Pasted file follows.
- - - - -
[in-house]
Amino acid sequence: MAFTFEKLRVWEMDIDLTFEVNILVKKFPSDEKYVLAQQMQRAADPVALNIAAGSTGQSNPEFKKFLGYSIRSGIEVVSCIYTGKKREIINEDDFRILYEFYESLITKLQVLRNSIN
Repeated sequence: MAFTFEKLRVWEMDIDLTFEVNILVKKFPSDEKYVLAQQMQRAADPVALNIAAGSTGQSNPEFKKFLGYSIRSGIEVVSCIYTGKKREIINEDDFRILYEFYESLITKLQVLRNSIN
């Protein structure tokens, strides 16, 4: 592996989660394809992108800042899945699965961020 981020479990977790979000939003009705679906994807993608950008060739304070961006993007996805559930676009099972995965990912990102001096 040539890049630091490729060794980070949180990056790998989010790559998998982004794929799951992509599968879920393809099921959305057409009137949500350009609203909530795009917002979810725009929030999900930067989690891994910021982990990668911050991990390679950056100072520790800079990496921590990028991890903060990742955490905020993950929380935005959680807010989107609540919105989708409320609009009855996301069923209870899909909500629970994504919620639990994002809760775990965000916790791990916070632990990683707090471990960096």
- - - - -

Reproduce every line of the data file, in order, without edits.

[in-house]
Amino acid sequence: MAFTFEKLRVWEMDIDLTFEVNILVKKFPSDEKYVLAQQMQRAADPVALNIAAGSTGQSNPEFKKFLGYSIRSGIEVVSCIYTGKKREIINEDDFRILYEFYESLITKLQVLRNSIN
Repeated sequence: MAFTFEKLRVWEMDIDLTFEVNILVKKFPSDEKYVLAQQMQRAADPVALNIAAGSTGQSNPEFKKFLGYSIRSGIEVVSCIYTGKKREIINEDDFRILYEFYESLITKLQVLRNSIN
């Protein structure tokens, strides 16, 4: 592996989660394809992108800042899945699965961020 981020479990977790979000939003009705679906994807993608950008060739304070961006993007996805559930676009099972995965990912990102001096 040539890049630091490729060794980070949180990056790998989010790559998998982004794929799951992509599968879920393809099921959305057409009137949500350009609203909530795009917002979810725009929030999900930067989690891994910021982990990668911050991990390679950056100072520790800079990496921590990028991890903060990742955490905020993950929380935005959680807010989107609540919105989708409320609009009855996301069923209870899909909500629970994504919620639990994002809760775990965000916790791990916070632990990683707090471990960096």